Pressure is mounting on the McGowan Government to open up the electricity market to make prices more competitive, with the State’s peak body for independent power providers saying businesses could use the support post-COVID.
The West Australian earlier this week reported that small and medium-sized businesses in shopping centres were struggling with embedded site energy arrangements, which prevent commercial tenants from having direct billing relationships with energy providers.
But WA Independent Power Association chair Richard Harris said the issue of businesses being unable to access competitive electricity prices was more widespread.
He said even small businesses outside shopping centres who are directly connected to the grid have no say in who they buy their power from. Businesses who use less than 50MWh each year — usually smaller operators such as local cafes — must purchase their electricity from Synergy, Mr Harris said.
“Customers who use 50MWh or more per annum are typically the larger, more energy intensive businesses such as supermarkets and manufacturers,” he added.
“It’s too high a margin and a totally arbitrary line put in the sand 15 years ago. We’ve always been suggesting anything above 20MWh should be open to competition.”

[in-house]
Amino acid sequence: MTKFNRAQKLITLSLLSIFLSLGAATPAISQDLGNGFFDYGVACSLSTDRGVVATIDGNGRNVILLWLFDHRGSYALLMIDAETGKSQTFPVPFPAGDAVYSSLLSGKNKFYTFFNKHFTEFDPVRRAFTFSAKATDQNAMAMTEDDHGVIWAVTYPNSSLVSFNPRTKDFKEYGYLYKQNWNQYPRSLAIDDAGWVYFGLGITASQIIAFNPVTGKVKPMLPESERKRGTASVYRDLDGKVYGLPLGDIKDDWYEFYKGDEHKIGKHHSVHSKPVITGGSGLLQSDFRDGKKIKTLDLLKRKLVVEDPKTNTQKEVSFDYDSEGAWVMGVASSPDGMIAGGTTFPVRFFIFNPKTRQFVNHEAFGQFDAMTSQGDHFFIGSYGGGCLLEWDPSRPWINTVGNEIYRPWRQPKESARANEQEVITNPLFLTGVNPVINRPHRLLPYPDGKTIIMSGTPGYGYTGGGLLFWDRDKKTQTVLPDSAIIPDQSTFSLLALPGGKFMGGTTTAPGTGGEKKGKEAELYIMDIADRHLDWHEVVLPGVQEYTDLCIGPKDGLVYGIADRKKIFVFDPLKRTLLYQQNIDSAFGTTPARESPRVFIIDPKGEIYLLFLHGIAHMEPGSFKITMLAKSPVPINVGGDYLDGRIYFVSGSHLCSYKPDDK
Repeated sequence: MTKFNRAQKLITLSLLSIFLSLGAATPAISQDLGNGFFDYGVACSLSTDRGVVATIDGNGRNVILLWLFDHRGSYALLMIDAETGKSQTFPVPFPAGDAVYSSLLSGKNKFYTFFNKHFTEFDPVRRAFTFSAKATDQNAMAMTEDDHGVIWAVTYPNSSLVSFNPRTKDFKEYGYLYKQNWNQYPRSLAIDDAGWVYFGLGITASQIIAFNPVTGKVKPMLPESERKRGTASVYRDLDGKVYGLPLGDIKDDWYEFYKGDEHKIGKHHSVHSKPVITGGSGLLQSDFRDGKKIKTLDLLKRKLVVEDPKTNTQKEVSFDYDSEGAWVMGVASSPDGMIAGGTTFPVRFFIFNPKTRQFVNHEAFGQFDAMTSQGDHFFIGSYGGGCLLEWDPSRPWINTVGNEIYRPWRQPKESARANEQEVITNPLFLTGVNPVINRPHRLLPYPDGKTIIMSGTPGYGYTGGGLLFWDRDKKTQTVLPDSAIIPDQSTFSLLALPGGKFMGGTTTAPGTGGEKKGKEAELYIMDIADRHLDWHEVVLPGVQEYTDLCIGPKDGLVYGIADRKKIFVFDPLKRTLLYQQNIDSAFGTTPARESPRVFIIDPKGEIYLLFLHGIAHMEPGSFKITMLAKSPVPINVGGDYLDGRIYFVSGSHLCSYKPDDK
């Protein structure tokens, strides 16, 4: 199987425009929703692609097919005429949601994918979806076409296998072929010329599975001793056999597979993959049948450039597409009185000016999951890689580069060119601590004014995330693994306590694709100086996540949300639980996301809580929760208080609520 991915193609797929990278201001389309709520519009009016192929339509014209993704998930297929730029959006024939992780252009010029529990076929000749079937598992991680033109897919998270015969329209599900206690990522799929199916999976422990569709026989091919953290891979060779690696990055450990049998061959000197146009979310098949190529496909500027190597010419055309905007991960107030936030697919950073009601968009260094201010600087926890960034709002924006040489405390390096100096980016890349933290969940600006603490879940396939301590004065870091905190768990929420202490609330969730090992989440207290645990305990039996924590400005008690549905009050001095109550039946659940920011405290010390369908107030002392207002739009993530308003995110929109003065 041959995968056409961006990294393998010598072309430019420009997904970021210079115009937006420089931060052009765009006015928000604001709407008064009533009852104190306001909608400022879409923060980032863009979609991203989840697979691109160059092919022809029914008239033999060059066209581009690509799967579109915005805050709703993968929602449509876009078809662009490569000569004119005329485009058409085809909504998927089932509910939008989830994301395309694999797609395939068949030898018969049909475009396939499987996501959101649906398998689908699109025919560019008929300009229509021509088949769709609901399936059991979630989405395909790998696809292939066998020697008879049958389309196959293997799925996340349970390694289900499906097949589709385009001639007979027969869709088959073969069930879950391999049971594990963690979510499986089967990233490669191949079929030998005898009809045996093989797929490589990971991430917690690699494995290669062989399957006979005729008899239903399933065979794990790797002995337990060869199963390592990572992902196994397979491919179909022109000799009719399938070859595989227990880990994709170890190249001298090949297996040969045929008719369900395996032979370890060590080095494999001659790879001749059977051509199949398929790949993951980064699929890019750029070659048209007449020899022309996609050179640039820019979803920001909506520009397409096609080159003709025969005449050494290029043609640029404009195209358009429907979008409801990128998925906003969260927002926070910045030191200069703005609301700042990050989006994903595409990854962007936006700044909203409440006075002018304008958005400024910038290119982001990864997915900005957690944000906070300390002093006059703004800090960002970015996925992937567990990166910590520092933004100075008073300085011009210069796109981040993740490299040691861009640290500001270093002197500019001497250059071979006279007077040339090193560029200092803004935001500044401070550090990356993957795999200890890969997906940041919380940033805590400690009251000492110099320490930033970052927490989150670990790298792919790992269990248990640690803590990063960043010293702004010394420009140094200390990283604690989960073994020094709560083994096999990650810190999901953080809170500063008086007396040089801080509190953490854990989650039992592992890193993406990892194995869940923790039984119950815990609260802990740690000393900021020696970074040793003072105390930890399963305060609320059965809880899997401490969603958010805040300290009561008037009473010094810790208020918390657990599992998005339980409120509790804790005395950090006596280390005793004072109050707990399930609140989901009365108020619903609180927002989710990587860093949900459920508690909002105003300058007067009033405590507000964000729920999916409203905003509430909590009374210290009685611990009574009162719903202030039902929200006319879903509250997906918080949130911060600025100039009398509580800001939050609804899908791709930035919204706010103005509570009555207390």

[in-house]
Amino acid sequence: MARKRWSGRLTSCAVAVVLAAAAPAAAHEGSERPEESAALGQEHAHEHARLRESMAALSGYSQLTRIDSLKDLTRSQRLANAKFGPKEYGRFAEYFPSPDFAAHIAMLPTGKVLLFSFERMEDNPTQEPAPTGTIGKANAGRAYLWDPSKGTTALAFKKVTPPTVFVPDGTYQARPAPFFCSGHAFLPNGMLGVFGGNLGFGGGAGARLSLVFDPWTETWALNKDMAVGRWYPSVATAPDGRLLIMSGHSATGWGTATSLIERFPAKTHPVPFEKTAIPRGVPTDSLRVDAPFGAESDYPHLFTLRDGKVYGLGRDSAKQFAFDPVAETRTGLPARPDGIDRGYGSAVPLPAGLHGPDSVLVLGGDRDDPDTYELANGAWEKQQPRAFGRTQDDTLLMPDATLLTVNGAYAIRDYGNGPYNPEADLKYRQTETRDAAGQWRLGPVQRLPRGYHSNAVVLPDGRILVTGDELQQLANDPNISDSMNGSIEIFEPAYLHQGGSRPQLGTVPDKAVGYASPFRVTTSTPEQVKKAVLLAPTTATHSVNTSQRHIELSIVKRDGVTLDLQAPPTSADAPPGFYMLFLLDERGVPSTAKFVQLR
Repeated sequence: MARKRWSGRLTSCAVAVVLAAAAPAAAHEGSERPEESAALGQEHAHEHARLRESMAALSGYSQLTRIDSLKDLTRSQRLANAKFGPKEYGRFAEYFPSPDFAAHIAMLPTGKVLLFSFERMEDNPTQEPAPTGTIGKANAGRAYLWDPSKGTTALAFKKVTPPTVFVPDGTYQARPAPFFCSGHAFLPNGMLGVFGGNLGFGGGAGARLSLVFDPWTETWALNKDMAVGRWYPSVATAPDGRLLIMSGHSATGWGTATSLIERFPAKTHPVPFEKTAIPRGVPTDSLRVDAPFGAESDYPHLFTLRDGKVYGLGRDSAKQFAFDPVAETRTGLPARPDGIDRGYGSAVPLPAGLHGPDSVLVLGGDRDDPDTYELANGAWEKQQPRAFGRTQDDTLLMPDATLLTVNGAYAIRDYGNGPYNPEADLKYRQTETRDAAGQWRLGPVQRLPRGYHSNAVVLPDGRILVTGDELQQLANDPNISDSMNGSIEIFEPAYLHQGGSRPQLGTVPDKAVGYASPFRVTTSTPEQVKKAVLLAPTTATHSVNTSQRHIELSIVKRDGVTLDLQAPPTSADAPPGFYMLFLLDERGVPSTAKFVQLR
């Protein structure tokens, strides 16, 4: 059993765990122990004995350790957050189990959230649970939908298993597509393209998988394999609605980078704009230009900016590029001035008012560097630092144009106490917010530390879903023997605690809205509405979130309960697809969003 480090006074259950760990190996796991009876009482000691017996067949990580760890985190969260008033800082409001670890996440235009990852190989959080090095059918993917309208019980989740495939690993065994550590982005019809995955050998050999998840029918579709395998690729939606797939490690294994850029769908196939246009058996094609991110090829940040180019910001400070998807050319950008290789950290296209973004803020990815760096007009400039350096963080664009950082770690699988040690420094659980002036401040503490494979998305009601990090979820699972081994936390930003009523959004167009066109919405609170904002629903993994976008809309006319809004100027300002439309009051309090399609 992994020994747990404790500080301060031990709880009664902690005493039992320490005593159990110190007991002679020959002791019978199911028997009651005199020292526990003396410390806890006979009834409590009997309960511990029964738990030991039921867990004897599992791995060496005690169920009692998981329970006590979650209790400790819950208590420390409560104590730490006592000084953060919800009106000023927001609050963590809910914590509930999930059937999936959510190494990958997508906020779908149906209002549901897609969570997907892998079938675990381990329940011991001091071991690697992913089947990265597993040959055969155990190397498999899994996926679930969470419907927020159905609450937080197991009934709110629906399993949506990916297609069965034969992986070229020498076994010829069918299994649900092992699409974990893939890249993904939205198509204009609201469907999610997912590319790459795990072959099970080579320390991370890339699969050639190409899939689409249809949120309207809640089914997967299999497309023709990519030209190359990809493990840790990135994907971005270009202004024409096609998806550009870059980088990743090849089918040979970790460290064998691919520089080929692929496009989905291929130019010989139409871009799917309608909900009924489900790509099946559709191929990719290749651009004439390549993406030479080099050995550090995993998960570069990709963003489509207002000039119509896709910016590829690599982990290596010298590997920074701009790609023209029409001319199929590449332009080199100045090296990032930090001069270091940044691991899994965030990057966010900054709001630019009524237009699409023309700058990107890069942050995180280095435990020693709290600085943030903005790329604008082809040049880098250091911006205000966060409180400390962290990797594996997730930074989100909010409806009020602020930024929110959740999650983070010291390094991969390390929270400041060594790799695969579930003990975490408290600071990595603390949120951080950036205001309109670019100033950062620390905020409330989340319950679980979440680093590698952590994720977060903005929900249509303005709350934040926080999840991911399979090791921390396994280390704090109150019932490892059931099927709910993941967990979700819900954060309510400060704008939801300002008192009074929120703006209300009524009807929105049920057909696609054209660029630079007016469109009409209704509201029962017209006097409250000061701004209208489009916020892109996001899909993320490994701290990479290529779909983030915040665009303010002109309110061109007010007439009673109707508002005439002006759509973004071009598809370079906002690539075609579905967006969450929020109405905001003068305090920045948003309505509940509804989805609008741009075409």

Alternatively, Mr Harris suggested that opening up the electricity market entirely to allow all businesses to choose their supplier would let them cash in on the benefits of competitive prices and help relieve overhead expenses.
The IPA — whose members include Perth Energy, ERM Power, Lacour and WestGen — estimated that such a change would allow more than 25,000 small businesses to save up to 20 per cent on their electricity bills.
“They’ve come through a hard time with COVID and it’s a reform which is easily done and will make quite a big saving depending on how big their power bills are,” Mr Harris, also the chairman of the DomGas Alliance, said.
“Most of their power bills are at least $10,000, so 20 per cent is not a bad saving.”
Mr Harris noted the WA gas market was completely de-regulated and said the electricity market was headed that way but “never quite made it”.
Energy Minister Bill Johnston said he had asked Energy Policy WA to look into the issue of commercial retail contestability and looked forward to receiving their advice “in due course”.